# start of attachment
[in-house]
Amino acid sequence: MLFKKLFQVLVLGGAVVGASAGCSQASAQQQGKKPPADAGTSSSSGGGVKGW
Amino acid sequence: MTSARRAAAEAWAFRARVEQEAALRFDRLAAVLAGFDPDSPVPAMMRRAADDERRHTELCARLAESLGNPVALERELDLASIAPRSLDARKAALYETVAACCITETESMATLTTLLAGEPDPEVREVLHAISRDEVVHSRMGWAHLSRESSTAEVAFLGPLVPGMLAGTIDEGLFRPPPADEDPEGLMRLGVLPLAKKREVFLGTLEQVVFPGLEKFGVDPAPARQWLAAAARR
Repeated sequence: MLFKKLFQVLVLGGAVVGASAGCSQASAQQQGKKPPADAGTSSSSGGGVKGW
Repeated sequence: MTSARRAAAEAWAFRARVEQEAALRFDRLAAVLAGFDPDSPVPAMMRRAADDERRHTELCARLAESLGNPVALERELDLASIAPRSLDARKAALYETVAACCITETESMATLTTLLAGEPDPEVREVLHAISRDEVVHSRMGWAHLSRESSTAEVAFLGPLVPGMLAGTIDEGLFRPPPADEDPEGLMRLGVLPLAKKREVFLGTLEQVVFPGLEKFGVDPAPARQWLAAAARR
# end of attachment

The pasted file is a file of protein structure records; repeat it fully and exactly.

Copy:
[in-house]
Amino acid sequence: MLFKKLFQVLVLGGAVVGASAGCSQASAQQQGKKPPADAGTSSSSGGGVKGW
Amino acid sequence: MTSARRAAAEAWAFRARVEQEAALRFDRLAAVLAGFDPDSPVPAMMRRAADDERRHTELCARLAESLGNPVALERELDLASIAPRSLDARKAALYETVAACCITETESMATLTTLLAGEPDPEVREVLHAISRDEVVHSRMGWAHLSRESSTAEVAFLGPLVPGMLAGTIDEGLFRPPPADEDPEGLMRLGVLPLAKKREVFLGTLEQVVFPGLEKFGVDPAPARQWLAAAARR
Repeated sequence: MLFKKLFQVLVLGGAVVGASAGCSQASAQQQGKKPPADAGTSSSSGGGVKGW
Repeated sequence: MTSARRAAAEAWAFRARVEQEAALRFDRLAAVLAGFDPDSPVPAMMRRAADDERRHTELCARLAESLGNPVALERELDLASIAPRSLDARKAALYETVAACCITETESMATLTTLLAGEPDPEVREVLHAISRDEVVHSRMGWAHLSRESSTAEVAFLGPLVPGMLAGTIDEGLFRPPPADEDPEGLMRLGVLPLAKKREVFLGTLEQVVFPGLEKFGVDPAPARQWLAAAARR